This means, that I’ll most likely spend another few weeks working on the UI library. I guess if it’s at a point where I can use it quickly and easily, it will be that much simpler to finally implement it in a game.

Progress on Fleet Battles

Fleet Battles is what I’m naming the miniature game that I’m making to realise the fleet warfare aspect of the game. I’m also doing it so that I actually complete something and hopefully gain some learning from it to then proceed with the rest of The Last Boundary.

I’m sort of thinking that I may end up with several games, but that’s far into the future.

Anyway, I decided that the UI I had created looked a little sad; so I’ve been working in GIMP to make a new one. The result required some reworking of my UI code to incorporate the new bits and bobs but I think it looks pretty good so far.

Fleet Battles title and UI
New UI and Title Screen

The title could probably use some work; but I’m far from a designer. So it’ll probably stay like that.

More UI work completed

I’ve done a bit of refactoring of my UI code and brought it down a few hundred lines of code.

I’ve also started noting the performance. Right now, a window with a table and a bit of text and another window with just text gets me around 500-550 fps. This is from a base of about 2500 (if nothing is being drawn to the screen).

I have no idea if this is acceptable or not. In contrast, my scene with a sun and an earth runs at about 200-250 fps. The thing is; I’m doing things in the most inefficient way.

So; I put some work into speeding up the code. Everything in the UI uses a single shader for one. Next is to get everything to use a single VBO; it’s not doing that now because my text quads are drawn with position info in the vertices, whereas everything else uses a translation and scale matrix to define the position.

If they both use the translation matrix, I can remove any need to bind different buffers between calls. This should make things faster.

Also, everything at the moment binds it’s texture. However everything uses the same texture (except text); so I may be able to remove the  glBindTexture calls for a lot of the time. Probably via a texture manager or something.

If it’s still not fast enough; I’ve been reading about instance drawing and also about using textures to hold position info (R,G is x,y and B,A is w,h). I think I can combine these so that my gl_InstanceID in the vertex shader is my lookup into the texture of position info. I’d probably also need a second texture to hold UV coords seeing as these don’t change much either (textures rather than providing a lookup array to the shader, only because that would need to be updated and passed each frame anyway).

Here’s a picture:

SpaceEngineUI 2015-01-02 23-16-02-99


I’ve been without the internet for a little while so I spent a good part of that time refactoring some of the UI code.

I quickly identified a distinction between widgets that hold a single other widget, and widgets that contain many other widgets. These are Containers vs Layouts. Obviously a widget that holds one other widget is a container, something that holds many widgets only does so for the sole purpose of positioning them, therefore it’s a layout.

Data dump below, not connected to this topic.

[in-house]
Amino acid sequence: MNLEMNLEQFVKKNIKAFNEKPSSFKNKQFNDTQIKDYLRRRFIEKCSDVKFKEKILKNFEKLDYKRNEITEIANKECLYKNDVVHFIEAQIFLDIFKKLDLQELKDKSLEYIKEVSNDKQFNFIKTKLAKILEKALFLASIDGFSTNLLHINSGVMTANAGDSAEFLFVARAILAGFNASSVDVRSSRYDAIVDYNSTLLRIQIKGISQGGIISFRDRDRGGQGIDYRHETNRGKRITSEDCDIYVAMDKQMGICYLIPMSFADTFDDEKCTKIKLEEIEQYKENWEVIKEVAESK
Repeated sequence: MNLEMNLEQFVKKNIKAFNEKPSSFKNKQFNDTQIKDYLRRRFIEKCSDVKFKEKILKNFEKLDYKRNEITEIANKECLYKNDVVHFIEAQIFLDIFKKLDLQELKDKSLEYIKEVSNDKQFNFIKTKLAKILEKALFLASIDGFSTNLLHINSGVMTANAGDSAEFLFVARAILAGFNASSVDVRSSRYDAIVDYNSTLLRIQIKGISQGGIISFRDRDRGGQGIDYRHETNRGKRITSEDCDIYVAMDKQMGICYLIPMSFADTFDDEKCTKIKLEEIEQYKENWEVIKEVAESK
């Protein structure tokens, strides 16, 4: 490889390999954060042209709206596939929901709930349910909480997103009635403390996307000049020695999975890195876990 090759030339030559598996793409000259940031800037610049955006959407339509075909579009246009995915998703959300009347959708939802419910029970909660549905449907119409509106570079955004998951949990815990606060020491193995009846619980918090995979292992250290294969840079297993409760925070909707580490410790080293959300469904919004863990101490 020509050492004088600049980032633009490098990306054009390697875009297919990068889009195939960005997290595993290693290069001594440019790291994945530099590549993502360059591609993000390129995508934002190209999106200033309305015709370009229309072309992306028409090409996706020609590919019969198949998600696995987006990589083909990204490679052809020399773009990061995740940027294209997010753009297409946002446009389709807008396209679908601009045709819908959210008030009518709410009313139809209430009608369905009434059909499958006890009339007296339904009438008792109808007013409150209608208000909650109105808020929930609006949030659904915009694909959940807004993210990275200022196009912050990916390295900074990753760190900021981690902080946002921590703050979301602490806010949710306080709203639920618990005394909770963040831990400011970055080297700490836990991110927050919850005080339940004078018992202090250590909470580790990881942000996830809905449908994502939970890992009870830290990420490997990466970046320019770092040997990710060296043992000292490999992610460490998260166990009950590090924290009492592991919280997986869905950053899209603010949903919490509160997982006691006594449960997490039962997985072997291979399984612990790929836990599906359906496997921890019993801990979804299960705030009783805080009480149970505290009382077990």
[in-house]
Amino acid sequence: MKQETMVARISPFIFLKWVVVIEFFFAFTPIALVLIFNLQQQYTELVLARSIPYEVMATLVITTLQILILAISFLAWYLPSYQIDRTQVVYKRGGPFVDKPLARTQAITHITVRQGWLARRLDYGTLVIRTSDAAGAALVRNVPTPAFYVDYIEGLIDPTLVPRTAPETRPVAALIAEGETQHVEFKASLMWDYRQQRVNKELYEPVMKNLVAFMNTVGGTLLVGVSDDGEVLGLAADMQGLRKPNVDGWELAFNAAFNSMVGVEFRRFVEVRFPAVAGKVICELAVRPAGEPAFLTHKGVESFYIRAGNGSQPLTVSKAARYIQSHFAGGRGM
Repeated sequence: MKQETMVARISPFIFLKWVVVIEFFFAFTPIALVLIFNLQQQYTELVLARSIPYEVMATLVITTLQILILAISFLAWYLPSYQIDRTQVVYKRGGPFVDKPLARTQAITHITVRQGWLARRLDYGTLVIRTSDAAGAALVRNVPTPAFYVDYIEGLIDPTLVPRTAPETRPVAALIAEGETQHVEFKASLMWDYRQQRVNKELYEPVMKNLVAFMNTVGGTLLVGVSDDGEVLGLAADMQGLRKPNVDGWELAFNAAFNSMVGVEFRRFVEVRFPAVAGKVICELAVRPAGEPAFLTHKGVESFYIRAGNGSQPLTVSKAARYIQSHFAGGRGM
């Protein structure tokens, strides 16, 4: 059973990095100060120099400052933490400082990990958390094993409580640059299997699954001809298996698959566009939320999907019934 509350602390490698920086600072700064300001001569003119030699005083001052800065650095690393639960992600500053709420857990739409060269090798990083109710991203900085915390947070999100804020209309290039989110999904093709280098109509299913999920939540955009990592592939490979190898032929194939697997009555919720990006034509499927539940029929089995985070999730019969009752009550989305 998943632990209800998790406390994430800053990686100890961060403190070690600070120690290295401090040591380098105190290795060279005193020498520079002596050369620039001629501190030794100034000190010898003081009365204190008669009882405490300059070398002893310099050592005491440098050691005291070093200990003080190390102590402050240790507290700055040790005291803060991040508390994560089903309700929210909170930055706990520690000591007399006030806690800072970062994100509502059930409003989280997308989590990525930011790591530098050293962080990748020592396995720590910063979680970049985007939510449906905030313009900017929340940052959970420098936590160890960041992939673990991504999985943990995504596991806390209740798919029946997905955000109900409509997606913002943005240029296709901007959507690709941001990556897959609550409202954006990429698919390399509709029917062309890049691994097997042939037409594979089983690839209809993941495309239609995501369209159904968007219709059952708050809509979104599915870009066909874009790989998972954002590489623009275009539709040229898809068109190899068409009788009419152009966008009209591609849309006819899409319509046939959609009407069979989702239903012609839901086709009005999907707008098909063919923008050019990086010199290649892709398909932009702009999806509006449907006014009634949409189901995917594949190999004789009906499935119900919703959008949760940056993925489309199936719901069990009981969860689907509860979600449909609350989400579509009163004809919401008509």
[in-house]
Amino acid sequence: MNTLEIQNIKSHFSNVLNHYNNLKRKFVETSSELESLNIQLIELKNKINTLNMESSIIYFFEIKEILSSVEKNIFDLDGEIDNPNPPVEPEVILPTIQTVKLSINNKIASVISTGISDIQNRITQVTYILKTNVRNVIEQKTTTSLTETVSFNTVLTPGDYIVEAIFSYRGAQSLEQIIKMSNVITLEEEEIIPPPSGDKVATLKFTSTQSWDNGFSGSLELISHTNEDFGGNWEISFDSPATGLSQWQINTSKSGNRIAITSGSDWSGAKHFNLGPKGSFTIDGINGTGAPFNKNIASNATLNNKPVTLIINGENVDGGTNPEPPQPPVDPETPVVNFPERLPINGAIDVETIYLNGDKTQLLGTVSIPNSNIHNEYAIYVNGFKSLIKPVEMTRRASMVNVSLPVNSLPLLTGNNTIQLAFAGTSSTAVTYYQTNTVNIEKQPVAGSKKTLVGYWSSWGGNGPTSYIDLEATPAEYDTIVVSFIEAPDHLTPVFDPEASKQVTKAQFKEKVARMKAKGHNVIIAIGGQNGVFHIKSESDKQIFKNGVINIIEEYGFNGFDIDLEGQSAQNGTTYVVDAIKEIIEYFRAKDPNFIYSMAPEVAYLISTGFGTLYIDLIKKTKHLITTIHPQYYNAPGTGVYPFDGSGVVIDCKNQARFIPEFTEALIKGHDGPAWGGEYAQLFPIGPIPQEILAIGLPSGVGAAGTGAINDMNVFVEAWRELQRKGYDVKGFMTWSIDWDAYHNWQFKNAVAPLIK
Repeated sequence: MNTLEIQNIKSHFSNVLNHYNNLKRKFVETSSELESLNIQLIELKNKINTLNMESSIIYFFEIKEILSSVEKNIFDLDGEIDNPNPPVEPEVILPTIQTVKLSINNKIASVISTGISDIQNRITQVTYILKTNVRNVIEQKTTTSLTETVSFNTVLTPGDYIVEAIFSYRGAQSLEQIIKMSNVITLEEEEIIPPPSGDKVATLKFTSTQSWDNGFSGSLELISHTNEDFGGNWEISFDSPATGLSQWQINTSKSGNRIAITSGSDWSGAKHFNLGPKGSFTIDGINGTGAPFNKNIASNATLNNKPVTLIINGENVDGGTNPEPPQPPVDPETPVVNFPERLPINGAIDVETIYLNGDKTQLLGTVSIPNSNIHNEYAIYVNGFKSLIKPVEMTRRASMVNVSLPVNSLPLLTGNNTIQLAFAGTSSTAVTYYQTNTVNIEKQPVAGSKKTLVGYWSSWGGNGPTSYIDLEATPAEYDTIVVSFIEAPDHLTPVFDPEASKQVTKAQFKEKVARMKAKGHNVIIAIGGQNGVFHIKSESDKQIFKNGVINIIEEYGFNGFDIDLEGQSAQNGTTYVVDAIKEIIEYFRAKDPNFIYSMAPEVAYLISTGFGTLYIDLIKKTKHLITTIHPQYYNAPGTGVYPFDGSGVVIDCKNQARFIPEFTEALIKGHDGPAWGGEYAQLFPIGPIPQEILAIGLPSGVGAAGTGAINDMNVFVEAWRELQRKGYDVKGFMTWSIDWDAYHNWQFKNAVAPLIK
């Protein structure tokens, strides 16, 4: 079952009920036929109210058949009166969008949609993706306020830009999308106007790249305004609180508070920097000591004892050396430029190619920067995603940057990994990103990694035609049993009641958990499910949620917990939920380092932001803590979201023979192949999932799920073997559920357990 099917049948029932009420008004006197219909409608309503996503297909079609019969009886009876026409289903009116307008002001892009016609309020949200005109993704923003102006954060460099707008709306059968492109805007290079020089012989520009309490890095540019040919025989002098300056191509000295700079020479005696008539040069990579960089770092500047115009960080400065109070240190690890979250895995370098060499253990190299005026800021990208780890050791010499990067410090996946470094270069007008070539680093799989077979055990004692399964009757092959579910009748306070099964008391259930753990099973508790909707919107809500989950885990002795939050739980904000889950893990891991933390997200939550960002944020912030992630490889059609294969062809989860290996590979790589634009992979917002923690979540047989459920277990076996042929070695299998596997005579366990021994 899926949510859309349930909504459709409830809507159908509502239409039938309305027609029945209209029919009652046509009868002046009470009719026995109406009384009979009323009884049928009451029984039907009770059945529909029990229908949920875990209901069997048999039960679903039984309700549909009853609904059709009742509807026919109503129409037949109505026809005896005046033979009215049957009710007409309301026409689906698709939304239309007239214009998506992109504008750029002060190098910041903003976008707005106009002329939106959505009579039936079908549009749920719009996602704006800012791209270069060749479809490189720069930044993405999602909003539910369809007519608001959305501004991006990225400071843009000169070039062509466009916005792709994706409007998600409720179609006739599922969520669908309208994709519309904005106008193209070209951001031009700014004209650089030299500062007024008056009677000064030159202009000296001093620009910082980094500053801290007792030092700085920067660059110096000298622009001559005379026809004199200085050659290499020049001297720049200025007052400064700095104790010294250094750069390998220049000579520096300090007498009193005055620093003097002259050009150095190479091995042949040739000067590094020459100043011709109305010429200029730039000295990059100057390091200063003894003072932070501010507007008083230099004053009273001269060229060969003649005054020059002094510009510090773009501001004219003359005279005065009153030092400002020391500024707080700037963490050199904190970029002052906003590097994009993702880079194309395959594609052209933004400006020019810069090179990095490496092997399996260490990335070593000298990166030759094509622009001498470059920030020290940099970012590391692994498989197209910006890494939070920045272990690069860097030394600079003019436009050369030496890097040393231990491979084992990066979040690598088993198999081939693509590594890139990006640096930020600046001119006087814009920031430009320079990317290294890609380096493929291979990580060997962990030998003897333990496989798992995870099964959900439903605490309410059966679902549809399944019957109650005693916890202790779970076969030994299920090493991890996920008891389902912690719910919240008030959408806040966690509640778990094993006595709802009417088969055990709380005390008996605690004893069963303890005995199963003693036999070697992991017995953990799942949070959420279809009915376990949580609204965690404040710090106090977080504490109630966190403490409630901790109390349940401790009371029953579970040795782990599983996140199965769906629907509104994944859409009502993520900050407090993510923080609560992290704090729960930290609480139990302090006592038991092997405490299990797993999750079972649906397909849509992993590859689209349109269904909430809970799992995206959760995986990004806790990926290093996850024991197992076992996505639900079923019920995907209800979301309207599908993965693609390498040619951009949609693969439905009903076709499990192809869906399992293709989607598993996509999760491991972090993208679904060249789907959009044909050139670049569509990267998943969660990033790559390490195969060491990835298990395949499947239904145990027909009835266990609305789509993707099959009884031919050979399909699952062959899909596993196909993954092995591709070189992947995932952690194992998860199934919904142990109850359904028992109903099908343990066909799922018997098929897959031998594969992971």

This brings me a Container class that the Window now inherits from. Containers don’t seem to have a clear way of doing a hierarchy as each positions them differently. The two I have now, a Tetris like stack that I call Box (I might rename it to TetrisLayout) and TableLayout don’t even store their widgets in the same manner.

The UI code is really starting to look slick. It’s actually got more code than the current state of the graphics engine and more than 4x the code of any of the celestial mechanics and AI stuff I’ve already done.

Scrolling Box Complete

I’m pretty sure I’m now 99% complete with the scrolling boxes. There were a couple of bugs; one which was interesting.

Because the  box essentially draws its contents onto a render texture, the render texture created is the size of the screen. Then, as the box is scrolled, basically the region of this texture that’s then drawn to the boxes quad is updated.

What I found was that I was drawing the contents at normal window position on this texture. So a box close to the edge of the screen would result in the contents being partially drawn offscreen. Which is fine. Until you scroll and then the “region” of the texture you’re drawing is actually not on the texture. Graphical glitch.

Easy fix was to just draw to 0,0 on the texture and accommodate this in the region calculation. It also means that I can use a much smaller texture; probably the size of the widget contents. However, there would be a problem if that widget changed it’s size, I would then need to regenerate the texture, or resize it; and I’m concerned about the overhead needed. For now the screen dimensions cover all possible cases, so I’m using it until there’s performance problems.

I’ve also enabled mouse wheel and touch-pad scrolling via SDL2. So that’s pretty handy, makes it much more usable. I’m basically trying to recreate everything that people are used to.